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Midwinter of the spirit

16 February 2016

Midwinter of the Spirit (Merrily Watkins, #2)Midwinter of the Spirit by Phil Rickman
My rating: 4 of 5 stars

After reading The Lamp of the Wicked, which was less than impressive, I started re-reading this one to remind myself of what I liked about Phil Rickman‘s books. This one is certainly the best of Rickman’s Merrily Watkins series of books.

Merrily Watkins, Vicar of Ledwardine in the Church of England Diocese of Hereford, has some spooky experiences in the first book of the series, The Wine of Angels, and this leads to the new trendy and relevant bishop offering her the post of Diocesan Exorcist, with the more user-friendly title of “Deliverance Consultant”. She attends a course on deliverance ministry in Wales, led by the Revd Huw Owen, and almost immediately after returning from the course finds herself inundated with “deliverance” work, leading to her churchwarden complaining that she is not spending enough time in the parish.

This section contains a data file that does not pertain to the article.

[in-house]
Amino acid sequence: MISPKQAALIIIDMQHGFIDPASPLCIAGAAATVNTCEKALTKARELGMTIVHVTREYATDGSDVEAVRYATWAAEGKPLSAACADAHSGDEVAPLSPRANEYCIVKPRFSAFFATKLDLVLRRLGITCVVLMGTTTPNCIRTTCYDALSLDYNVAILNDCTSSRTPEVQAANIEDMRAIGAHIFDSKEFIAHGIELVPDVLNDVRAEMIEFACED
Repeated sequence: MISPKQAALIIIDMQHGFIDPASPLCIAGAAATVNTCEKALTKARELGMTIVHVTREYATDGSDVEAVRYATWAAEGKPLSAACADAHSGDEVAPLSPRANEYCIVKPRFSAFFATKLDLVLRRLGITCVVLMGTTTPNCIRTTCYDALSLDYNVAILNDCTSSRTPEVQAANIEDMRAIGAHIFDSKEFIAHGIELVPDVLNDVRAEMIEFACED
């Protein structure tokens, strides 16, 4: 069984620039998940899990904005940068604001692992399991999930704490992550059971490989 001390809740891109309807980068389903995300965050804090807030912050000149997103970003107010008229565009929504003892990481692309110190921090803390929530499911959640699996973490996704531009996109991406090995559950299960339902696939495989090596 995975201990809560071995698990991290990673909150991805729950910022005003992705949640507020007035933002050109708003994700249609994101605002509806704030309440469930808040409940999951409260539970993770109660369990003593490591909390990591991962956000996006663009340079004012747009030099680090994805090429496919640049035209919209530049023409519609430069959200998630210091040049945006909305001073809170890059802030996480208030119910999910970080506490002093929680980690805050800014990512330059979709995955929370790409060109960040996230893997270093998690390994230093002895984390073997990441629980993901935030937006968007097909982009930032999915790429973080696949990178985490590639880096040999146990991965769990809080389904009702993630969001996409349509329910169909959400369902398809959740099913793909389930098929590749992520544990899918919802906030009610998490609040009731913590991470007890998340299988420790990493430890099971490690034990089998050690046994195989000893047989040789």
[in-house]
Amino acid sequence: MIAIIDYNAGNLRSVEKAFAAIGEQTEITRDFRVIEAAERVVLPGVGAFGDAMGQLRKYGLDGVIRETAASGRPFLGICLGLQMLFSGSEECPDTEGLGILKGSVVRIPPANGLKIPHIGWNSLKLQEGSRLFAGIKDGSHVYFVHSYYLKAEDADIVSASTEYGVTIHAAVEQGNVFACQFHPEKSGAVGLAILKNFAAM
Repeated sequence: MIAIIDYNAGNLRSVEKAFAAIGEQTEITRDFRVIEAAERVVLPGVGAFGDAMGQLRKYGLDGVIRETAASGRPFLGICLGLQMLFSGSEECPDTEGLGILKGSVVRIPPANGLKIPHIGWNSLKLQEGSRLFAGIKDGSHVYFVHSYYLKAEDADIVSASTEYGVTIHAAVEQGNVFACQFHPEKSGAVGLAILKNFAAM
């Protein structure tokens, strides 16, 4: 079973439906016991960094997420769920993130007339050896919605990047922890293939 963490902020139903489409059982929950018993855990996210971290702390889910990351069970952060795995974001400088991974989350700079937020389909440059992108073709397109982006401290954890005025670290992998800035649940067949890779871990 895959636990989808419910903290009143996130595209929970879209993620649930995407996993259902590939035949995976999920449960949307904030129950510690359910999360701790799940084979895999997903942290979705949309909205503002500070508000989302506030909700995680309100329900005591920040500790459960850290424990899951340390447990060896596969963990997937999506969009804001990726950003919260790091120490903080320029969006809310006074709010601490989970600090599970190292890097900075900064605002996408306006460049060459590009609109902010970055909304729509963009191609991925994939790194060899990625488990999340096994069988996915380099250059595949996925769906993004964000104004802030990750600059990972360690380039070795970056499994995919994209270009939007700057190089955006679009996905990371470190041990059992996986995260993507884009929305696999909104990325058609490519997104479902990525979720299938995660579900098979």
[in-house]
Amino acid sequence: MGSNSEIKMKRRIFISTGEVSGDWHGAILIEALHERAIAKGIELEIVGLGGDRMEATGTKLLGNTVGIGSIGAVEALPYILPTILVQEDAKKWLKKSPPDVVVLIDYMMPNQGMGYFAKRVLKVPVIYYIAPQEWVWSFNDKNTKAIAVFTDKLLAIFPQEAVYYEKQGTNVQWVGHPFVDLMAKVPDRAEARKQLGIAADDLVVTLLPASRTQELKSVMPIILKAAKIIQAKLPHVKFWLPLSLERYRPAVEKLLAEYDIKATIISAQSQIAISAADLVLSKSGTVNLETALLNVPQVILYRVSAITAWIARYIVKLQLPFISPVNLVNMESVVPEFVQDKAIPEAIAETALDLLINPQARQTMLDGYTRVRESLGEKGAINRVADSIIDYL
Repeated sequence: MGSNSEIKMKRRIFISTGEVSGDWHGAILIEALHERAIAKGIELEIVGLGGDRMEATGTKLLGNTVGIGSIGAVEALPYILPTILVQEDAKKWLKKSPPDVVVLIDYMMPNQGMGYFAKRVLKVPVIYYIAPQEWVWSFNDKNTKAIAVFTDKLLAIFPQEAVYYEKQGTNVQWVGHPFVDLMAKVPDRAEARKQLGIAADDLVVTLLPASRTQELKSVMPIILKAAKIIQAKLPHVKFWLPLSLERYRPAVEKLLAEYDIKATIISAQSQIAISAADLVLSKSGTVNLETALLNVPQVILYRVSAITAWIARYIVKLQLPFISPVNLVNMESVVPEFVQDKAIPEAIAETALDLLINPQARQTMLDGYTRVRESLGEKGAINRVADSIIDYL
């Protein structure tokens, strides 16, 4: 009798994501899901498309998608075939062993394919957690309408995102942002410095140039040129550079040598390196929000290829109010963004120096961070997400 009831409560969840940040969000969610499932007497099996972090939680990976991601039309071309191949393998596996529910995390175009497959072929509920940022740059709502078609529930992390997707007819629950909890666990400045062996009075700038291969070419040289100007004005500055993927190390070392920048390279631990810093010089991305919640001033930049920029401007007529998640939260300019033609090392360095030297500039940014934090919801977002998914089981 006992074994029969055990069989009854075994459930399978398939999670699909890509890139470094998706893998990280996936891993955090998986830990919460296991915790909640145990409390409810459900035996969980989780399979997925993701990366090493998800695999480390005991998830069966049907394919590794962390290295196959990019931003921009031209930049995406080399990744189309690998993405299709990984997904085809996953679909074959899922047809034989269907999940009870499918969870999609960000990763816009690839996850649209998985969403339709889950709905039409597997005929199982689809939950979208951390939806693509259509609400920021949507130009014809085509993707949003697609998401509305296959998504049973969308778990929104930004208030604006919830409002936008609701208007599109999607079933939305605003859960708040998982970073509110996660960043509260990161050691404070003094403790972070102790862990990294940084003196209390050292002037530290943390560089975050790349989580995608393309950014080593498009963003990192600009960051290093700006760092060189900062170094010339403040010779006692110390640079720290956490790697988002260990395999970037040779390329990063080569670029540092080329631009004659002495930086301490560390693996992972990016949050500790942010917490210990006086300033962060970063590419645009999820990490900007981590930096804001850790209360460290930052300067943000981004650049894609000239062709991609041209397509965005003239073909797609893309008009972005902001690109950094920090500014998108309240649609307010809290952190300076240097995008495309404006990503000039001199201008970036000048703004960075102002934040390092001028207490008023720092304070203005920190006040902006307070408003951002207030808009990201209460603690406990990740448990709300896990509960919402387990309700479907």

To add to her difficulties her teenage daughter Jane is going through a New Age phase, and alternates between despising the deliverance ministry as “soul police” and regarding the Church of England as so totally lacking in spirituality as to be incompetent to handle anything spiritual at all.

With a plot involving ley lines, pagan sacrifices, ghosts, demon possession, satanism, suicide and even murder, Merrily Watkins find enemies and allies in unexpected places.

With a great deal packed into a small space, the plot is somewhat overheated and over the top, though the individual incidents are all quite believable, and one can accept them for the sake of the story. It’s a supernatural thriller, but there is always the ambiguity of everything that happens also having a natural and rational explanation. This prevents Phil Rickman’s books from turning into something like Frank Peretti or even Stephen King. It also presents something of the variety of the religious landscape of turn-of-the-century Britain.

In this sense Midwinter of the spirit probably marks Phil Rickman‘s high point. The later ones degenerate into rather run-of-the-mill whodunits, with the “deliverance” aspect played down. In The Lamp of the Wicked it looks as though Rickman is trying to write Huw Owen out of the series, or at least to write him off as an incompetent bumbler.

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